Pom Lowers the Boom on Energy Drink

     SALT LAKE CITY (CN) – Pom Wonderful, which defends its trademark fiercely, wants Backside Beverages ordered to stop selling its “Pompis” energy drink. Pom claims Pompis is Spanish slang for “butt,” which denigrates the Pom trademark, and that the second syllable is phonetically equivalent to “piss.”
     Pom Wonderful, which has sued at least a dozen other companies on trademark claims, sued Dallas-based Backside Beverages in Federal Court.
     Mincing no words, Pom claims: “Defendant tarnishes the Pom marks because ‘pompis’ is a slang Spanish term for ‘backside,’ that is, the ‘backside’ of a person. In English, ‘pompis’ is equally derogatory, combining the term Pom and the term ‘pis’ which phonetically sounds like ‘piss’.”
     (The Velázquez Spanish Dictionary contains no entry for “pompis,” and defines “pompa” as “pomp,” with no scatological reference. However, Spanish Spanish is not as rich in scatology as Latin American Spanish, and “pompas” is used to refer to the butt in Latin American Spanish, though one fluent speaker of the language denied this morning ever hearing the precise term “pompis” used.)
     Pom also claims that Backside’s used of the term is tarnishing Pom’s “health-focused” brand because “studies have shown that energy drinks are not healthful because of their high sugar and caffeine content.”
     (Pom Wonderful sued the Federal Trade Commission in September 2010, challenging an alleged “new standard” by which the FTC said it would determine whether food and diet supplement-makers engaged in deceptive advertising.)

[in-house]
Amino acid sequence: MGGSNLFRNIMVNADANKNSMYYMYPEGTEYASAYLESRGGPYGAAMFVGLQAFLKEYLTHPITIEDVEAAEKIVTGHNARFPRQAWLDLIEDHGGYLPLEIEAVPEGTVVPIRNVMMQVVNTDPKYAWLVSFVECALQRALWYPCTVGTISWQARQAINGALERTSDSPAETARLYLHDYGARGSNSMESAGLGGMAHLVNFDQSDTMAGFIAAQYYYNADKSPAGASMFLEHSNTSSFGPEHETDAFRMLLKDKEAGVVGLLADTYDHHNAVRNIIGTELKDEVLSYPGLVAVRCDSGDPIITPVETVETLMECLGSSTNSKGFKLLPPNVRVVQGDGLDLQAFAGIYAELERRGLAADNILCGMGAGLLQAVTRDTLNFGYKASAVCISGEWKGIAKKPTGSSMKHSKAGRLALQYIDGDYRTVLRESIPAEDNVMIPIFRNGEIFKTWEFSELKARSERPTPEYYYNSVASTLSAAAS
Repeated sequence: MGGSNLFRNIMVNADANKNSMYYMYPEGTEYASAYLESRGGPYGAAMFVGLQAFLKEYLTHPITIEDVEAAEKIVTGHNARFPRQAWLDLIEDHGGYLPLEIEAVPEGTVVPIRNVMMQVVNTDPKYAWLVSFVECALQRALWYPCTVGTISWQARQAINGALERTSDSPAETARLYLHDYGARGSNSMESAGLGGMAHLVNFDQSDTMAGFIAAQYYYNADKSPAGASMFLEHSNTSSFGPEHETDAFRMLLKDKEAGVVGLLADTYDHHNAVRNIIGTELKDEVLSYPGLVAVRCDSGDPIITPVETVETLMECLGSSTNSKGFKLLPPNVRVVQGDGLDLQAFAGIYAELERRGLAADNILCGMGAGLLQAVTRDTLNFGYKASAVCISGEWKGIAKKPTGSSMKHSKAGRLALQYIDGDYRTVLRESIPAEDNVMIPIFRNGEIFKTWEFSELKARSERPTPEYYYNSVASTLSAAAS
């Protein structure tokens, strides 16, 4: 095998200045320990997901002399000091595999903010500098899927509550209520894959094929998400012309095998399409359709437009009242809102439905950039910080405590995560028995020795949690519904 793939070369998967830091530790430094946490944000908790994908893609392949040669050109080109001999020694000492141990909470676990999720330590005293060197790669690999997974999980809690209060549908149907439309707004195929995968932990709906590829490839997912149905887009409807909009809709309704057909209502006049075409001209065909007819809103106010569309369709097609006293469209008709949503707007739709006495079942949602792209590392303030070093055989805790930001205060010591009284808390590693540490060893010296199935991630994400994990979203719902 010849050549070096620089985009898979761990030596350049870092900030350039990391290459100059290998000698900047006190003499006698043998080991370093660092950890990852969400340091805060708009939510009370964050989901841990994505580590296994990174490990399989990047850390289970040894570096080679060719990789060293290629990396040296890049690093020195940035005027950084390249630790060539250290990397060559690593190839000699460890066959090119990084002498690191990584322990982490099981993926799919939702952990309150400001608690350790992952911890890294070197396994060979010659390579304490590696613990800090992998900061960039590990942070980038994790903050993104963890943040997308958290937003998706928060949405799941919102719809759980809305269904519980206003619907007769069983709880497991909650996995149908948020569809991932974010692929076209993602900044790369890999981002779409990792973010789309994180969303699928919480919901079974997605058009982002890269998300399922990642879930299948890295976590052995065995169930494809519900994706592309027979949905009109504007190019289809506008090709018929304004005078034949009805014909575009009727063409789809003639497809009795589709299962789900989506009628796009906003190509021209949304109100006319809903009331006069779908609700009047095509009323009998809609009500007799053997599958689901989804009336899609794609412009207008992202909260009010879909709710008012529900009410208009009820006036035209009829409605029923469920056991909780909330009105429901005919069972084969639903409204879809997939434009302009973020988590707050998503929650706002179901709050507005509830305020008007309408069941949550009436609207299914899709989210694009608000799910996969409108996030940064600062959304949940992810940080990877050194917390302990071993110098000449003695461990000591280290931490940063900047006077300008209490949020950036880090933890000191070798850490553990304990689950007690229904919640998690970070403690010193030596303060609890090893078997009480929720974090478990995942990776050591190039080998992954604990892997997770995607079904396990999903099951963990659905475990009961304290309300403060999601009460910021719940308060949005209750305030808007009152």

Pom also objects to Backside Beverages’ label.
     “Defendant’s use of Pom, in combination with a design in lieu of the letter ‘o’ in ‘pom,’ as Pom does, creates a likelihood of confusion, mistake, and deception as to defendant’s affiliation, connection, and/or association with POM among consumers and the trade,” the complaint states.
     Pom says it has spent more than $300 million promoting its trademark since 2001, and has sold more than 150 million bottles of pomegranate juice in the United States since 2002. In 2010 alone, it spent more than $13 million on advertising in the United States, Canada, France the United Kingdom and the Netherlands, according to its complaint.
     Pom Wonderful seeks damages for lost profits and punitive damages for willful trademark infringement and dilution and unfair competition; it wants all the Pompis bottles destroyed, and it wants Backside enjoined from using or advertising the mark.
     It is represented by Stephen Christensen with Van Cott, Bagley, Cornwall & McCarthy.

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